t 23. Colonel Lewis mentioned in addition to names already given, AssistantSur-geon Bass as greatly distinguished, and Sergeant-Major Bradford, wounded. Capt. Robert L. Keen was now in command of the Twentieth. Scott's brigade reached Resaca May 10th, when Mc-Pherson's corps was four miles distant, intent on cutting off the retreat of Johnston from Dalton. On the 13th, McPherson advancing, Scott was thrown forward to Bald Knob to meet him, where he held the enemy in check three hours, untilhill in the rear. When Sherman was crowding the retreat later, Scott's brigade with a section of the Pointe Couple battery assisted General Wheeler in checking the enemy. On the New Hope line they engaged in heavy skirmishing for a week. From May 10th to June 1st the brigade loss was 341, a due share of which was borne by the Louisianians. Of the Louisiana regiments then with Quarles we snatch a glimpse through the smoke of battle in the report of the gallant Cleburne of the fight of May 2
l ordered to the south. At Resaca the brigade made two charges, and on the retreat from there they were assigned to the rear guard. Hardly were they in line when attacked, and then Gibson, taking command of his own and Stovall's brigades, threw forward a heavy line of skirmishers. His men stood calm and steadfast till long after midnight, when the army was across the river. After various maneuvers the army found itself on the line of New Hope church, facing westward. On the evening of May 25th, A. P. Stewart sent Austin's battalion and Lewis' Sixteenth regiment forward as skirmishers near the church, the enemy showing activity. Soon the remainder of the brigade was ordered forward to develop the enemy. They drove in the skirmishers and found the enemy in line of battle. Gibson was called back and put in reserve. Then immediately followed that determined assault by Hooker's corps, and no less determined repulse. By June 1st, the brigade had lost out of 889 enlisted men, 34 ki
hill in the rear. When Sherman was crowding the retreat later, Scott's brigade with a section of the Pointe Couple battery assisted General Wheeler in checking the enemy. On the New Hope line they engaged in heavy skirmishing for a week. From May 10th to June 1st the brigade loss was 341, a due share of which was borne by the Louisianians. Of the Louisiana regiments then with Quarles we snatch a glimpse through the smoke of battle in the report of the gallant Cleburne of the fight of May 27th, near New Hope church: Quarles' brigade was conducted to the rear of Lowry, and formed as a second line. The Fourth Louisiana, Colonel Hunter, finding itself opposite an interval between the two regiments of Lowry's line, advanced with great spirit into the field, halted and delivered a very effective fire upon the enemy in front After some minutes Quarles withdrew his regiment and formed it behind the field, where they continued their fire across it. In the same battle the Thirtieth reli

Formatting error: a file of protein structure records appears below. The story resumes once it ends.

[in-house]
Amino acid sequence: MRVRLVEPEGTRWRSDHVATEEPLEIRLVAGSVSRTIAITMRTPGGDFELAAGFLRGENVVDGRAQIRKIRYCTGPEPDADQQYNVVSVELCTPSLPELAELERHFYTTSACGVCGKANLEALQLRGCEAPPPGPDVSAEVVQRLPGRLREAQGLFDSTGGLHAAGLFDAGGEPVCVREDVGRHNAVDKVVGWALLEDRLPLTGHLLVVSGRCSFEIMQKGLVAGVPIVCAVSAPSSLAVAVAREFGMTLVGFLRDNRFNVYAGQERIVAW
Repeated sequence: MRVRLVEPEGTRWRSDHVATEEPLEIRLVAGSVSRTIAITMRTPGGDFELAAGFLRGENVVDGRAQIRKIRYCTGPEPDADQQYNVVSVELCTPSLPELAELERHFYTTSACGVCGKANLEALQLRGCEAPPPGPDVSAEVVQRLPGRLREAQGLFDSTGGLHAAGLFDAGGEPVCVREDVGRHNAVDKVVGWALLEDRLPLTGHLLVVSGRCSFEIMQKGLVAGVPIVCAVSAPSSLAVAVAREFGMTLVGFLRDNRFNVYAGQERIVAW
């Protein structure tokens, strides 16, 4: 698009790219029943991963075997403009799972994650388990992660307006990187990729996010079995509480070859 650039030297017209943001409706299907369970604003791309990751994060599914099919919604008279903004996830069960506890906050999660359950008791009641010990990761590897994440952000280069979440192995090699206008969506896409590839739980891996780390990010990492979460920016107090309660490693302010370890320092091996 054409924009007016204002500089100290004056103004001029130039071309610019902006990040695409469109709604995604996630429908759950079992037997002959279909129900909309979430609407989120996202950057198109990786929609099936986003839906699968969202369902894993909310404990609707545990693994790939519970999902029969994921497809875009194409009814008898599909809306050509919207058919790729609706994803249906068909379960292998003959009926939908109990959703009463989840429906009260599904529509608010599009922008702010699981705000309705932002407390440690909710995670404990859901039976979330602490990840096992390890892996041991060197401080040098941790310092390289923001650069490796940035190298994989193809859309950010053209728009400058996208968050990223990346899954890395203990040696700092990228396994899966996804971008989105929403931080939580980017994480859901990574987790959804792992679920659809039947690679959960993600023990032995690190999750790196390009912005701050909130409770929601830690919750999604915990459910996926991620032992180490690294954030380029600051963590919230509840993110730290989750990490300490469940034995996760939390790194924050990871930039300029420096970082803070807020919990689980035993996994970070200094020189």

brigade. In the meager reports available of the Georgia campaign we catch glimpses of the heroic service of the Louisianians. General Gibson in his report of June 1st, describing previous operations, told of tenacious holding of his line, assisted by Fenner's battery, in Mill Creek gap, till ordered to the south. At Resaca th of battle. Gibson was called back and put in reserve. Then immediately followed that determined assault by Hooker's corps, and no less determined repulse. By June 1st, the brigade had lost out of 889 enlisted men, 34 killed, 150 wounded and 19 missing; out of 85 officers, 4 killed and 13 wounded. Said General Gibson: Capt. f the Pointe Couple battery assisted General Wheeler in checking the enemy. On the New Hope line they engaged in heavy skirmishing for a week. From May 10th to June 1st the brigade loss was 341, a due share of which was borne by the Louisianians. Of the Louisiana regiments then with Quarles we snatch a glimpse through the smo
he is remembered as the militant bishop of the Confederacy. the attempt to hold the Chattahoochee, the retreat across it, the relief of General Johnston by Gen. John B. Hood, and the fierce battles of Peachtree Creek, Atlanta, and Ezra Church, July 20th to 28th. During these operations Gibson's brigade was in the division commanded by General Clayton, Stewart having corps command until S. D. Lee arrived, July 27th. Gibson's brigade took part in the attack from the intrenchments on the 22d;t. T. J. Scott and Lieut. Morgan Edwards. The Fourth, under Colonel Hunter, made a gallant assault, striking the most important part of the line, but they had not the strength alone to break it. The Twelfth Louisiana, at the battle of the 20th of July, lost II killed, 57 wounded, and 4 missing, out of 318 engaged. Capt. J. A. Bivin and Lieut. M. S. McLeroy were killed in front of the line. Maj. H. V. McCain was wounded. Lieut.-Col. T. C. Standifer and Sergt.-Maj. H. Brunner were honorabl